At our June ceremony Anna Quindlen, author and Livingston Awards judge from 2009 to 2022, presented Ken Auletta with a special award and introduced a video with tributes from his fellow Livingston Award judges and past Livingston Award winners.
Auletta, author and writer for The New Yorker, joined the board of Livingston judges in 1983 and served in that role until 2022. Along the way, he became indispensable to the program, recruiting new judges, including Anna Quindlen and Kara Swisher, and coming up with the idea of the Richard M. Clurman Award for mentoring to memorialize the man who was the founding architect of the awards. However, Auletta’s most meaningful legacy is in the lives and careers of journalists he helped transform.
Honoring Ken Auletta for his enduring commitment to the Livingston Awards and the careers of young journalists
By Charles Eisendrath
When the mentor who changed your life recommends somebody you’ve never heard of for a delicate assignment, you pay attention, even if it sounds dicey. The change agent was Richard M. Clurman, who hired me for the Time-Life News Service and later to design and direct the Livingston Awards. My mission was to invite a newcomer to join the board of Livingston judges, and I blanched.
The gospel-according-to-Clurman dictated that the board of Livingston national judges should be composed of “marquee names that you don’t need to explain.” The name Ken Auletta did not compute, and the fellow himself was only modestly beyond the 34-year-old age limit for the prizes. So I sort of hoped he might demur.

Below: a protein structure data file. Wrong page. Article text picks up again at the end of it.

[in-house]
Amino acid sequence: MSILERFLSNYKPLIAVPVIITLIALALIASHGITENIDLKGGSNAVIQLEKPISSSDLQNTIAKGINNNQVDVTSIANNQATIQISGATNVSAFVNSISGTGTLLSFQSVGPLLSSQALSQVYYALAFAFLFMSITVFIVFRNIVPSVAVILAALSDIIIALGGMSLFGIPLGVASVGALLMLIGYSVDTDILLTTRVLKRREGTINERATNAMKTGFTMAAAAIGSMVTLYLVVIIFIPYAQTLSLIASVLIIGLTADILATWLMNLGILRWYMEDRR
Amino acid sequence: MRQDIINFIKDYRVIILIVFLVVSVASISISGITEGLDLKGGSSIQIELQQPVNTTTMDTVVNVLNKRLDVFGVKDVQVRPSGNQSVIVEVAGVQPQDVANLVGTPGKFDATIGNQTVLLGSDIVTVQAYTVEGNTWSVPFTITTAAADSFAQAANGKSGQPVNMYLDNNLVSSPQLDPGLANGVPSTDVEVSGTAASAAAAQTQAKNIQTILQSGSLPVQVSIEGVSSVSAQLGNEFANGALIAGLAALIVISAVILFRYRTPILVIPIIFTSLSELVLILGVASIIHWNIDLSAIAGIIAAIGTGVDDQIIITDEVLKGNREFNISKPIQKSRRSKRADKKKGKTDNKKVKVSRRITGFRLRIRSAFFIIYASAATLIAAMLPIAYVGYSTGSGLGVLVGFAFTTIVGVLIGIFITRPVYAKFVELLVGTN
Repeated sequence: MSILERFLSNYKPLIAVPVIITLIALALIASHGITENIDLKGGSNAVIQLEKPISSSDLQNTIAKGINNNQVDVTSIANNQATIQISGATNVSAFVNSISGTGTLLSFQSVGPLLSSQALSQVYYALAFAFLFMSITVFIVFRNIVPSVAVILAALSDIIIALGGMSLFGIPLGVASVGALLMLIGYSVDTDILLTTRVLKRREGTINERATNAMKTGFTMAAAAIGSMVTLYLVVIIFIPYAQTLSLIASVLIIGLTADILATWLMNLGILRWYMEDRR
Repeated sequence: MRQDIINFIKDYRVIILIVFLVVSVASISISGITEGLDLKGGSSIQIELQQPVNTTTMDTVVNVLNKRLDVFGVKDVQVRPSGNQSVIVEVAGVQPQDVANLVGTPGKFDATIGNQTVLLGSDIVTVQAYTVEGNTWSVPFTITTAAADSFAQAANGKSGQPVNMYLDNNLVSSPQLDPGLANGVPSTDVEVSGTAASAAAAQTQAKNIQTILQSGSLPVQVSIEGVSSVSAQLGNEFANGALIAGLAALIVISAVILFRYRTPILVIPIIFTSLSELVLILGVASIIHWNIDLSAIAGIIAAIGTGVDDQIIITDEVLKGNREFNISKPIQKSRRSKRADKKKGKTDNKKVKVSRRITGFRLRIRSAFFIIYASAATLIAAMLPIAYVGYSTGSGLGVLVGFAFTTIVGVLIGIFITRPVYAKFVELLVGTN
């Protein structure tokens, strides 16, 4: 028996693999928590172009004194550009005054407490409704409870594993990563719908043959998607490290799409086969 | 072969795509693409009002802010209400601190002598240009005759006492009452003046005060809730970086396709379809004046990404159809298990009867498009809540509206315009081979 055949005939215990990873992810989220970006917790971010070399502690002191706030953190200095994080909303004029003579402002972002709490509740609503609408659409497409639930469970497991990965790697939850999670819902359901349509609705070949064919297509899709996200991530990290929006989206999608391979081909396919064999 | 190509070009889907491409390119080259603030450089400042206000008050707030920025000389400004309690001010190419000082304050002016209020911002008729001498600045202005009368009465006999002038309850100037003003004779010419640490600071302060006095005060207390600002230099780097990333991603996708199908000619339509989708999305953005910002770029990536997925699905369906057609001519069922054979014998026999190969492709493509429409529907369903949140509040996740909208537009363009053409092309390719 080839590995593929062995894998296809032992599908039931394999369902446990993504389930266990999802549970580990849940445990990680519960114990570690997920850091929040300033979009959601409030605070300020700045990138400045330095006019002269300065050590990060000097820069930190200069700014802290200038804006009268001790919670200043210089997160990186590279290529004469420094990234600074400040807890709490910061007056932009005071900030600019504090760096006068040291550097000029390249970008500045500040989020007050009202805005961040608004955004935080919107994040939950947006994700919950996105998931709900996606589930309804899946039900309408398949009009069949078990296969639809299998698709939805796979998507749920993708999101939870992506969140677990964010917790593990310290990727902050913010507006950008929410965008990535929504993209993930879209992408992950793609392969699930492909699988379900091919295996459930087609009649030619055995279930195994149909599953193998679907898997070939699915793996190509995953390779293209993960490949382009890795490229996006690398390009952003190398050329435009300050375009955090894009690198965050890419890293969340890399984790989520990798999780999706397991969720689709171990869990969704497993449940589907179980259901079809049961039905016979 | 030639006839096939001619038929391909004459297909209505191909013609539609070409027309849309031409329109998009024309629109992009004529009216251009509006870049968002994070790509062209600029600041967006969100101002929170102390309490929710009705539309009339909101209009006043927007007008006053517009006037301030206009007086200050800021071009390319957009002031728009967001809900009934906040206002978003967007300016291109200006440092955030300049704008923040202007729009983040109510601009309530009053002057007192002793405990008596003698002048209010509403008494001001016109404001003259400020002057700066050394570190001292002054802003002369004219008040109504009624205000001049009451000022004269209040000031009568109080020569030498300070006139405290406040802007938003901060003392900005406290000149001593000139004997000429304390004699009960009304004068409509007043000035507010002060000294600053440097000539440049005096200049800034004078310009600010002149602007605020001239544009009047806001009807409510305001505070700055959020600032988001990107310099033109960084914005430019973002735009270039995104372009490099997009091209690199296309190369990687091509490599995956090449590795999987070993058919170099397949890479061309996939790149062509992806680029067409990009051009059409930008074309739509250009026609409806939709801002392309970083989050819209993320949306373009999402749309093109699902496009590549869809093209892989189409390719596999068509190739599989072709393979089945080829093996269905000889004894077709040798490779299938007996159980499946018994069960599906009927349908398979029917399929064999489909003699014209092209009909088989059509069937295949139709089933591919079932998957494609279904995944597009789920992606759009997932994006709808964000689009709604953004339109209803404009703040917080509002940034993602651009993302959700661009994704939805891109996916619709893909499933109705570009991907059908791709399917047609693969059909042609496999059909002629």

And he did. “There are already too many journalism prizes,“ he said when I called. I felt obliged to recite the gleaming board names and how these prizes would play a role in lifting the next generation of journalists. Auletta reversed field, and the Livingston Awards got an impeccably attired, perfectly spoken force of nature for the next 40 years. Auletta became a marquee name.
More importantly, however, he became indispensable. It was often Auletta who recruited potential new judges because, like the prizes, his contacts spanned journalism’s print, broadcast and digital gamut. He also cared deeply about the program. He was the most stringent in the rare cases when the board asked a member to stand down for “not doing the homework” of reading binders full of finalists’ entries to identify the best young talent.
In my 36 years of officiating deliberations among people of outsize achievements with egos to match, Auletta was the most reliable peacemaker. Also, extraordinarily, he often proposed an eventual winner or sided with the winning faction: Machiavelli, Metternich, and even Svengali figured in occasional good-natured name-calling. None, however, failed to recognize a master diplomat at work.
Charles Eisendrath is the former director of Wallace House at the University of Michigan, where he served as director of the Knight-Wallace Fellowships for Journalists and founding director of the Livingston Awards.